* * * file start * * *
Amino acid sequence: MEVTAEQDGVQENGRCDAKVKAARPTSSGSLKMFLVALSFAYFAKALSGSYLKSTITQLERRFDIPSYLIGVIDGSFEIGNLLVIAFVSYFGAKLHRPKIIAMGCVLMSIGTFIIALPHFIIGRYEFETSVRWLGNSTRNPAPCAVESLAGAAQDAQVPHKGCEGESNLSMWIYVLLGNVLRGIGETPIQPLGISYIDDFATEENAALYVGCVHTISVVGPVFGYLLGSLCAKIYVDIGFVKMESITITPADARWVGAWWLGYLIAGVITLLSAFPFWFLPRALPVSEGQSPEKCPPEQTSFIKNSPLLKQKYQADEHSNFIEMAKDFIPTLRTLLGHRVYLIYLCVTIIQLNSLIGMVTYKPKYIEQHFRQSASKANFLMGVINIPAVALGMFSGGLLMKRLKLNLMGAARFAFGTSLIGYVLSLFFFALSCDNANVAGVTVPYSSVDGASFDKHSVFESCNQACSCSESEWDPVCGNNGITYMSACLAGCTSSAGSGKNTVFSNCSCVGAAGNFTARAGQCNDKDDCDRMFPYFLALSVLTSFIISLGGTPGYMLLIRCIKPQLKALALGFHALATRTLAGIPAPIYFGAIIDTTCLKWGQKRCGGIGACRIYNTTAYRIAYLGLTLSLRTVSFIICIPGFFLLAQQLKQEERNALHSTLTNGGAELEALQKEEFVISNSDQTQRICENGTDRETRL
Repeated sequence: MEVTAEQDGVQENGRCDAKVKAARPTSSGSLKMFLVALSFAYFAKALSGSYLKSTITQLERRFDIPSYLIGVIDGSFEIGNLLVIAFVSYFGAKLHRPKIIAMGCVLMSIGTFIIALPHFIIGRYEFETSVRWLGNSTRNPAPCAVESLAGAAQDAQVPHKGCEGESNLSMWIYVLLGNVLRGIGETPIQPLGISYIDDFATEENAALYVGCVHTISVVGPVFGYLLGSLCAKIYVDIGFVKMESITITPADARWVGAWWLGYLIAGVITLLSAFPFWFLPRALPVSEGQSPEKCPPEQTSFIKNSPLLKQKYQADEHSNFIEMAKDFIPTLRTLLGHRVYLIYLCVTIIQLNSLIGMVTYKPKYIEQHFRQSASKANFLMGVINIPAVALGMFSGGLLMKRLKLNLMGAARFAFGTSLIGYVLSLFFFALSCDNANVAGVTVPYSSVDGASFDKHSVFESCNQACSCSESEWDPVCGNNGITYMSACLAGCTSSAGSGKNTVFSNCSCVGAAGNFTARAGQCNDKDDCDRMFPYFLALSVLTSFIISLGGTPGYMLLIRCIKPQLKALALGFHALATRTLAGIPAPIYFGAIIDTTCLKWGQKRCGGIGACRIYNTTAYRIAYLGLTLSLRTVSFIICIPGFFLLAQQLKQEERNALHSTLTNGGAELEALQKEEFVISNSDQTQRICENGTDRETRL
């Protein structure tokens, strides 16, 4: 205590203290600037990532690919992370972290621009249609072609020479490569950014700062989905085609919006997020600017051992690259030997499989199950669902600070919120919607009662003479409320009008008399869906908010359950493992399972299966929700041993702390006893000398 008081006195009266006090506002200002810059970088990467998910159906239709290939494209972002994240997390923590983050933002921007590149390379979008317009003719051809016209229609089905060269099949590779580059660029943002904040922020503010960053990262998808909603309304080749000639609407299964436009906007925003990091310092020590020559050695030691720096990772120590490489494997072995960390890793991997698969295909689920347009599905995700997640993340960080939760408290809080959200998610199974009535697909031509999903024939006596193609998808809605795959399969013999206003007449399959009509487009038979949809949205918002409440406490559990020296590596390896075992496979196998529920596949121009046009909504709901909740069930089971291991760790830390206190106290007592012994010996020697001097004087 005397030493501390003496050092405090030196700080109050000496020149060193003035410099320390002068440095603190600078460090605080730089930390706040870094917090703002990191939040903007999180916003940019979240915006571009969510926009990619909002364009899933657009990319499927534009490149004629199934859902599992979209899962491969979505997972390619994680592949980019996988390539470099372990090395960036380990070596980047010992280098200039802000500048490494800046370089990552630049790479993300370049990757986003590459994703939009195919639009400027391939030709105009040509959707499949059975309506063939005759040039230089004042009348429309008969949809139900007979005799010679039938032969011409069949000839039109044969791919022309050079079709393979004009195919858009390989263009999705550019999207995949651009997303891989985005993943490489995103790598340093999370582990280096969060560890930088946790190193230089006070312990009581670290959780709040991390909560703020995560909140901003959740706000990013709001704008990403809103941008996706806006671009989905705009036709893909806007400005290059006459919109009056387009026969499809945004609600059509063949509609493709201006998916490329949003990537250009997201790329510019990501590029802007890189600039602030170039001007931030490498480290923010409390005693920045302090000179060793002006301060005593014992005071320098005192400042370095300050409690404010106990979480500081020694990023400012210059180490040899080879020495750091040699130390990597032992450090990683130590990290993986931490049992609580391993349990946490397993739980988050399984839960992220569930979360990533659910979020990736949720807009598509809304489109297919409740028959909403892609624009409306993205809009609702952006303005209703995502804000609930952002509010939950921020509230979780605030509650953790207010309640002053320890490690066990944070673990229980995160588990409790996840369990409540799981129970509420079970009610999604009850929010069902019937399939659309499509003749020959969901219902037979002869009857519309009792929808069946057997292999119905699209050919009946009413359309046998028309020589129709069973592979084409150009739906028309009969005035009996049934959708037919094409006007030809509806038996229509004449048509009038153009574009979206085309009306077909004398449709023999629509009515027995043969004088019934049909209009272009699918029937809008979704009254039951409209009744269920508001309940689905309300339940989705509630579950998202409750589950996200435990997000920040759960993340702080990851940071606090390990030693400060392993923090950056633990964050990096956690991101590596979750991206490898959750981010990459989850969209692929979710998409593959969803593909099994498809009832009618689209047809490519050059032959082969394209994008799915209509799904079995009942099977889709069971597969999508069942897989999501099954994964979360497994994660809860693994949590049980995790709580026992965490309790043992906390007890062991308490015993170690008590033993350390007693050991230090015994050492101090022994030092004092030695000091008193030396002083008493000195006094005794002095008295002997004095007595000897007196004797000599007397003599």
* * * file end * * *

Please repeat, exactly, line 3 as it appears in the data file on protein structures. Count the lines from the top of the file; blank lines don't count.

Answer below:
């Protein structure tokens, strides 16, 4: 205590203290600037990532690919992370972290621009249609072609020479490569950014700062989905085609919006997020600017051992690259030997499989199950669902600070919120919607009662003479409320009008008399869906908010359950493992399972299966929700041993702390006893000398 008081006195009266006090506002200002810059970088990467998910159906239709290939494209972002994240997390923590983050933002921007590149390379979008317009003719051809016209229609089905060269099949590779580059660029943002904040922020503010960053990262998808909603309304080749000639609407299964436009906007925003990091310092020590020559050695030691720096990772120590490489494997072995960390890793991997698969295909689920347009599905995700997640993340960080939760408290809080959200998610199974009535697909031509999903024939006596193609998808809605795959399969013999206003007449399959009509487009038979949809949205918002409440406490559990020296590596390896075992496979196998529920596949121009046009909504709901909740069930089971291991760790830390206190106290007592012994010996020697001097004087 005397030493501390003496050092405090030196700080109050000496020149060193003035410099320390002068440095603190600078460090605080730089930390706040870094917090703002990191939040903007999180916003940019979240915006571009969510926009990619909002364009899933657009990319499927534009490149004629199934859902599992979209899962491969979505997972390619994680592949980019996988390539470099372990090395960036380990070596980047010992280098200039802000500048490494800046370089990552630049790479993300370049990757986003590459994703939009195919639009400027391939030709105009040509959707499949059975309506063939005759040039230089004042009348429309008969949809139900007979005799010679039938032969011409069949000839039109044969791919022309050079079709393979004009195919858009390989263009999705550019999207995949651009997303891989985005993943490489995103790598340093999370582990280096969060560890930088946790190193230089006070312990009581670290959780709040991390909560703020995560909140901003959740706000990013709001704008990403809103941008996706806006671009989905705009036709893909806007400005290059006459919109009056387009026969499809945004609600059509063949509609493709201006998916490329949003990537250009997201790329510019990501590029802007890189600039602030170039001007931030490498480290923010409390005693920045302090000179060793002006301060005593014992005071320098005192400042370095300050409690404010106990979480500081020694990023400012210059180490040899080879020495750091040699130390990597032992450090990683130590990290993986931490049992609580391993349990946490397993739980988050399984839960992220569930979360990533659910979020990736949720807009598509809304489109297919409740028959909403892609624009409306993205809009609702952006303005209703995502804000609930952002509010939950921020509230979780605030509650953790207010309640002053320890490690066990944070673990229980995160588990409790996840369990409540799981129970509420079970009610999604009850929010069902019937399939659309499509003749020959969901219902037979002869009857519309009792929808069946057997292999119905699209050919009946009413359309046998028309020589129709069973592979084409150009739906028309009969005035009996049934959708037919094409006007030809509806038996229509004449048509009038153009574009979206085309009306077909004398449709023999629509009515027995043969004088019934049909209009272009699918029937809008979704009254039951409209009744269920508001309940689905309300339940989705509630579950998202409750589950996200435990997000920040759960993340702080990851940071606090390990030693400060392993923090950056633990964050990096956690991101590596979750991206490898959750981010990459989850969209692929979710998409593959969803593909099994498809009832009618689209047809490519050059032959082969394209994008799915209509799904079995009942099977889709069971597969999508069942897989999501099954994964979360497994994660809860693994949590049980995790709580026992965490309790043992906390007890062991308490015993170690008590033993350390007693050991230090015994050492101090022994030092004092030695000091008193030396002083008493000195006094005794002095008295002997004095007595000897007196004797000599007397003599």